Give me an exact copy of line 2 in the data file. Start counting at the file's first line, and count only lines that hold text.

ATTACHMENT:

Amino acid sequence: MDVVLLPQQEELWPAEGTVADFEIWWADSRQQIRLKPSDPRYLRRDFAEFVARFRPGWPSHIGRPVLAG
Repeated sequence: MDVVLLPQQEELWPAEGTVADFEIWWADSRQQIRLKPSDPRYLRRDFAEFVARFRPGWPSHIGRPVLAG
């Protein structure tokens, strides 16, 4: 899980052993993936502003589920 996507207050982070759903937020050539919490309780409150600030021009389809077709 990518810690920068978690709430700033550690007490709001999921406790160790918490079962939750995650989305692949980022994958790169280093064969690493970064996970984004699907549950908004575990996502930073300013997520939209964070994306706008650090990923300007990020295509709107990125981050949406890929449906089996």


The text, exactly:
Repeated sequence: MDVVLLPQQEELWPAEGTVADFEIWWADSRQQIRLKPSDPRYLRRDFAEFVARFRPGWPSHIGRPVLAG